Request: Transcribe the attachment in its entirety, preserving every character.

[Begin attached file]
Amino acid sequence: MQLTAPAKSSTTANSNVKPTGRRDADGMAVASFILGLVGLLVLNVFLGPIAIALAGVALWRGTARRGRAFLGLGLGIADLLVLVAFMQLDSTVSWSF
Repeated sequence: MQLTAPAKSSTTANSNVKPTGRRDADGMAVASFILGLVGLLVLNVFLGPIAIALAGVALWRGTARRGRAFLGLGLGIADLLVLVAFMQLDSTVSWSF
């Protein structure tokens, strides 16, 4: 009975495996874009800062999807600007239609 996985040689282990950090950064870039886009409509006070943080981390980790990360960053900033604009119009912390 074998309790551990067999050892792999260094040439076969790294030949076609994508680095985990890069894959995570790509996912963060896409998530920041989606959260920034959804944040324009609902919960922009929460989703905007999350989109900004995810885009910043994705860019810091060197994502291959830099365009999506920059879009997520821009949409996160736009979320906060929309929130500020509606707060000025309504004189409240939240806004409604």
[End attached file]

Amino acid sequence: MQLTAPAKSSTTANSNVKPTGRRDADGMAVASFILGLVGLLVLNVFLGPIAIALAGVALWRGTARRGRAFLGLGLGIADLLVLVAFMQLDSTVSWSF
Repeated sequence: MQLTAPAKSSTTANSNVKPTGRRDADGMAVASFILGLVGLLVLNVFLGPIAIALAGVALWRGTARRGRAFLGLGLGIADLLVLVAFMQLDSTVSWSF
């Protein structure tokens, strides 16, 4: 009975495996874009800062999807600007239609 996985040689282990950090950064870039886009409509006070943080981390980790990360960053900033604009119009912390 074998309790551990067999050892792999260094040439076969790294030949076609994508680095985990890069894959995570790509996912963060896409998530920041989606959260920034959804944040324009609902919960922009929460989703905007999350989109900004995810885009910043994705860019810091060197994502291959830099365009999506920059879009997520821009949409996160736009979320906060929309929130500020509606707060000025309504004189409240939240806004409604």